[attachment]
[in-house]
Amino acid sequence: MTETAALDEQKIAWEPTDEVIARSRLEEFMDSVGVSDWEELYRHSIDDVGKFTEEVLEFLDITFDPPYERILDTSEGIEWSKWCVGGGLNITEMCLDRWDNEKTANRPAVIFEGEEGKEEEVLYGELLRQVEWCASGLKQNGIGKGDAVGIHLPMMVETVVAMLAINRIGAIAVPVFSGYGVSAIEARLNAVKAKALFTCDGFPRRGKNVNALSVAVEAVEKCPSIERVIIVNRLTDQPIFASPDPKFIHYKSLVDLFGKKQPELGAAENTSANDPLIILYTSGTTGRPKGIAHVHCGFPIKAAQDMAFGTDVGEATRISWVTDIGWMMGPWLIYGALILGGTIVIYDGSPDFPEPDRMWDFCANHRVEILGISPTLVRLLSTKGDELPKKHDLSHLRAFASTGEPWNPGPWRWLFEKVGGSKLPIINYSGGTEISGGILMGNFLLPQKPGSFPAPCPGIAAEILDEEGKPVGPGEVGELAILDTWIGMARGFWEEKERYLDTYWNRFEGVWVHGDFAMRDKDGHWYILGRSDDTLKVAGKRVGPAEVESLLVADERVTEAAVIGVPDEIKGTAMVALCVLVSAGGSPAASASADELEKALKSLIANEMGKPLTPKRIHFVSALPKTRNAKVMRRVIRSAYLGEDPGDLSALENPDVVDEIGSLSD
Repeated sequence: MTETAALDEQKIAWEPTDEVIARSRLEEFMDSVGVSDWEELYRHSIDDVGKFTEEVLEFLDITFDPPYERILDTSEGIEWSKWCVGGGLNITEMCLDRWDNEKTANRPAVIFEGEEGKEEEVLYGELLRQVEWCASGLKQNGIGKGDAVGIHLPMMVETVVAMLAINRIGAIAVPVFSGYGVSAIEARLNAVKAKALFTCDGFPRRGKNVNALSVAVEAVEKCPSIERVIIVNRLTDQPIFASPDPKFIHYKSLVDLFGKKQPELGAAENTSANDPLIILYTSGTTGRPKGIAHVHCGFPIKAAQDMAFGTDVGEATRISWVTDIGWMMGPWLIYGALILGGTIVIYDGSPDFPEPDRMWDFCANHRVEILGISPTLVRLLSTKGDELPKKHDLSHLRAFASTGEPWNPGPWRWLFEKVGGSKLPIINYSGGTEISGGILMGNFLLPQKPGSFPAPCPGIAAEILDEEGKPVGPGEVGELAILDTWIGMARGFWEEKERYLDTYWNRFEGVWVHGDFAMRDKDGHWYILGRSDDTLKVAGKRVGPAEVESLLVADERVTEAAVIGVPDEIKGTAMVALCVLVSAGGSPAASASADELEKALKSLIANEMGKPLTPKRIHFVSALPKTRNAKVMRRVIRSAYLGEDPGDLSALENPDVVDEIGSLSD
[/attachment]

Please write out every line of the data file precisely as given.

[in-house]
Amino acid sequence: MTETAALDEQKIAWEPTDEVIARSRLEEFMDSVGVSDWEELYRHSIDDVGKFTEEVLEFLDITFDPPYERILDTSEGIEWSKWCVGGGLNITEMCLDRWDNEKTANRPAVIFEGEEGKEEEVLYGELLRQVEWCASGLKQNGIGKGDAVGIHLPMMVETVVAMLAINRIGAIAVPVFSGYGVSAIEARLNAVKAKALFTCDGFPRRGKNVNALSVAVEAVEKCPSIERVIIVNRLTDQPIFASPDPKFIHYKSLVDLFGKKQPELGAAENTSANDPLIILYTSGTTGRPKGIAHVHCGFPIKAAQDMAFGTDVGEATRISWVTDIGWMMGPWLIYGALILGGTIVIYDGSPDFPEPDRMWDFCANHRVEILGISPTLVRLLSTKGDELPKKHDLSHLRAFASTGEPWNPGPWRWLFEKVGGSKLPIINYSGGTEISGGILMGNFLLPQKPGSFPAPCPGIAAEILDEEGKPVGPGEVGELAILDTWIGMARGFWEEKERYLDTYWNRFEGVWVHGDFAMRDKDGHWYILGRSDDTLKVAGKRVGPAEVESLLVADERVTEAAVIGVPDEIKGTAMVALCVLVSAGGSPAASASADELEKALKSLIANEMGKPLTPKRIHFVSALPKTRNAKVMRRVIRSAYLGEDPGDLSALENPDVVDEIGSLSD
Repeated sequence: MTETAALDEQKIAWEPTDEVIARSRLEEFMDSVGVSDWEELYRHSIDDVGKFTEEVLEFLDITFDPPYERILDTSEGIEWSKWCVGGGLNITEMCLDRWDNEKTANRPAVIFEGEEGKEEEVLYGELLRQVEWCASGLKQNGIGKGDAVGIHLPMMVETVVAMLAINRIGAIAVPVFSGYGVSAIEARLNAVKAKALFTCDGFPRRGKNVNALSVAVEAVEKCPSIERVIIVNRLTDQPIFASPDPKFIHYKSLVDLFGKKQPELGAAENTSANDPLIILYTSGTTGRPKGIAHVHCGFPIKAAQDMAFGTDVGEATRISWVTDIGWMMGPWLIYGALILGGTIVIYDGSPDFPEPDRMWDFCANHRVEILGISPTLVRLLSTKGDELPKKHDLSHLRAFASTGEPWNPGPWRWLFEKVGGSKLPIINYSGGTEISGGILMGNFLLPQKPGSFPAPCPGIAAEILDEEGKPVGPGEVGELAILDTWIGMARGFWEEKERYLDTYWNRFEGVWVHGDFAMRDKDGHWYILGRSDDTLKVAGKRVGPAEVESLLVADERVTEAAVIGVPDEIKGTAMVALCVLVSAGGSPAASASADELEKALKSLIANEMGKPLTPKRIHFVSALPKTRNAKVMRRVIRSAYLGEDPGDLSALENPDVVDEIGSLSD